I thought I knew a lot about this topic, however, I am halfway through and mind blown!

    No matter what you eat, you need to know the government recommendations are fake as...okay, I can't think of anything as fake as the Food Pyramid.

    It wouldn't be so bad if they were just wrong. Bad research. Unfortunate presuppositions. But it is not just wrong as in mistaken, it's wrong as in intentionally.

    If you don't have time to watch the video, I suggest you simply toss the pyramid, or anything like it from the government, and start with what food makes you feed good.



     
    William Bronson
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    My wife,  Becka , is going back to one of her first keto influnces for new inspiration.
    Sarah Hallberg, now deceased, was a successful physician focused on treating obesity.
    Her own diet was nearly vegetarian and low fat when she started her journey to keto.
    Here is a great place to start with her:


    Here is the second part, where she is speaking to her colleagues:


    She, like many doctors in this field was outraged at the bad science and outright lies that she had been taught.

    On a practical level, rewatching Dr Hallberg  is refocusing Becka's diet.
    The over all goal is to kick her weight loss back into gear.
    Most people seem to loses weight on keto, without counting calories or portion control, and that contributes greatly to sticking with the way of eating.
    Many people plateau at a certain point, and that is where my boo is at.
    Her olan is to lower her net calories by reducing her protein intake, relying more on fat for satiation, and including more veg for bulk.
    Im not sure what that will look like going forward, maybe more fried cabbage.
    I just bought  a Napa cabbage, and a dikon radish, plus some pork belly and loin.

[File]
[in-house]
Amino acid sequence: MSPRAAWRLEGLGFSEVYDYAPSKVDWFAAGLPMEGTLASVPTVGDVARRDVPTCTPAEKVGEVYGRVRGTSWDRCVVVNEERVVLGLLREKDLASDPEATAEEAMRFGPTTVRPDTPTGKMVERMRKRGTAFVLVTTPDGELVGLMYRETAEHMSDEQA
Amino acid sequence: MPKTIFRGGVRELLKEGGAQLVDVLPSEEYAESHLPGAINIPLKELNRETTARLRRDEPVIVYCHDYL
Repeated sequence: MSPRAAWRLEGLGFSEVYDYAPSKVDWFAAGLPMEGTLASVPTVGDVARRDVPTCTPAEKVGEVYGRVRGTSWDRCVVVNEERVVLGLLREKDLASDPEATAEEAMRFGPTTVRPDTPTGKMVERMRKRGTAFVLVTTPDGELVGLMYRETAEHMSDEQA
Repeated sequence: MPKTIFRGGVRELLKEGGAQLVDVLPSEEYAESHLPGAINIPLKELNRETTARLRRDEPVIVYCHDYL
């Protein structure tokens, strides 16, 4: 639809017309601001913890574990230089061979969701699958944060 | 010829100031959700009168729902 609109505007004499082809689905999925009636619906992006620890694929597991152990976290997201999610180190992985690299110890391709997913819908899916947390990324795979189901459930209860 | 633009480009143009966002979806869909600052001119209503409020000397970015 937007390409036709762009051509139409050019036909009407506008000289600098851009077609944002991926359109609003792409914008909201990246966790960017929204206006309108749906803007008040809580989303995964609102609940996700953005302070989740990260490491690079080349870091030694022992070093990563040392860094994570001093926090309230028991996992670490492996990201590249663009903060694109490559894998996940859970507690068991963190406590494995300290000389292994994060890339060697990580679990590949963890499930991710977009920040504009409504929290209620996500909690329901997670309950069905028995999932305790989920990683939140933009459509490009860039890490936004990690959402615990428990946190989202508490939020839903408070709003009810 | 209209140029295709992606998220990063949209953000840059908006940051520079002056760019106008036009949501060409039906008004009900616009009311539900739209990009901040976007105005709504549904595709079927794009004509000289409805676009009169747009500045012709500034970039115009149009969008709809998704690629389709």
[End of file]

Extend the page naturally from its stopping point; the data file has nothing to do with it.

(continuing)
I cooked the pork on the same griddle that I d8d the smash burgers on.
    Here are the meats:


    16962993995192320772493627055379.jpg
    Skip the loin, even marinated in butter it's just OK.
    Skip the loin, even marinated in butter it
     
    Karen Lee Mack
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    I am rooting for Becka!!!

    And I am listening to Dr. Sarah while replying. I pulled up a TED talk when I realized the video you posted wouldn't keep playing. I love how she talks about the prejudice against obesity when we have been given so much wrong information.

    I also wasn't "most people" - I had to count macros and portion control to lose weight on keto. I think her plan is sound. I pray that it works for her. The combination of satiety from fat and bulk from veggies could do it for her. The meat looks delicious and multiple kudos to you for being such a supportive husband. That makes a huge difference!!!

    I thought for 3-4 months that 20/4 Intermittent Fasting was going to be "my answer." While it wasn't, it did help set me up for success with what I am doing now because I am successful at bypassing a night snack. Weird because I was struggling to not eat at night while I was going hard on doing the 20/4 but now it is almost easy to not eat after my last meal.
     
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    This guy is a little...theatrical. However...he is a homesteading husband and dad who lost 100 lbs on carnivore. He is making a movie mostly of stories of people who have changed their lives by going carnivore. I don't know if he is a permie, but I do know that permies love people who go for their dream of changing the world and it sure looks like Kerry is doing just that.


    It was hard to pick a video and I am not posting this for information about carnivore, I basically wanted you to know about his project.


    Here is Kerry's Linktr.ee

    And here is the movie project GoFundMe

     
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    Have you noticed how careful you have to be relying on someone else's word for what certain "studies" reveal?

    Reasons for caution:
  • The perspective of the person or persons interpreting the data
  • The construction of the study
  • The care with which the study was carried out
  • Who paid for the study
  • Was the data cherry picked in favor of one conclusion


  • This is, by no means, an exhaustive list. And when you are looking at a meta-analysis, it all multiplies for good or not good.

    Meta-analysis is the statistical combination of results from two or more separate studies. Potential advantages of meta-analyses include an improvement in precision, the ability to answer questions not posed by individual studies, and the opportunity to settle controversies arising from conflicting claims. However, they also have the potential to mislead seriously, particularly if specific study designs, within-study biases, variation across studies, and reporting biases are not carefully considered.


    Source: Chapter 10 Cochrane Training